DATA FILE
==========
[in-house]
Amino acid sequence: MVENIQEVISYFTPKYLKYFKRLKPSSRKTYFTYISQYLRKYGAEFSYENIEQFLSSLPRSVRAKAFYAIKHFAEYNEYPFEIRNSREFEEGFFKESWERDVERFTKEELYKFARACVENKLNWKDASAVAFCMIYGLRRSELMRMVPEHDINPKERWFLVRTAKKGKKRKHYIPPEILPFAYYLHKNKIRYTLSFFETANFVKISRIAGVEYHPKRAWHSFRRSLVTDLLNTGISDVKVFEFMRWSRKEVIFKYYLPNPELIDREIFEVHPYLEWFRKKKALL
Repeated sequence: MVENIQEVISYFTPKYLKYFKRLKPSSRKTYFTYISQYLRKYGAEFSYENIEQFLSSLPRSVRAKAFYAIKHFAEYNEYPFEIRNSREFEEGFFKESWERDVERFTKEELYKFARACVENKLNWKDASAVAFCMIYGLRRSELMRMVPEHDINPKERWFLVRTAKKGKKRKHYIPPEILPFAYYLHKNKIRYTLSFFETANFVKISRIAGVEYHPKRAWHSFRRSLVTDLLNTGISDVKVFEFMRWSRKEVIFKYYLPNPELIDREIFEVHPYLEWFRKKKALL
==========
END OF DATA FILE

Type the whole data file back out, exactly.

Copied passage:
[in-house]
Amino acid sequence: MVENIQEVISYFTPKYLKYFKRLKPSSRKTYFTYISQYLRKYGAEFSYENIEQFLSSLPRSVRAKAFYAIKHFAEYNEYPFEIRNSREFEEGFFKESWERDVERFTKEELYKFARACVENKLNWKDASAVAFCMIYGLRRSELMRMVPEHDINPKERWFLVRTAKKGKKRKHYIPPEILPFAYYLHKNKIRYTLSFFETANFVKISRIAGVEYHPKRAWHSFRRSLVTDLLNTGISDVKVFEFMRWSRKEVIFKYYLPNPELIDREIFEVHPYLEWFRKKKALL
Repeated sequence: MVENIQEVISYFTPKYLKYFKRLKPSSRKTYFTYISQYLRKYGAEFSYENIEQFLSSLPRSVRAKAFYAIKHFAEYNEYPFEIRNSREFEEGFFKESWERDVERFTKEELYKFARACVENKLNWKDASAVAFCMIYGLRRSELMRMVPEHDINPKERWFLVRTAKKGKKRKHYIPPEILPFAYYLHKNKIRYTLSFFETANFVKISRIAGVEYHPKRAWHSFRRSLVTDLLNTGISDVKVFEFMRWSRKEVIFKYYLPNPELIDREIFEVHPYLEWFRKKKALL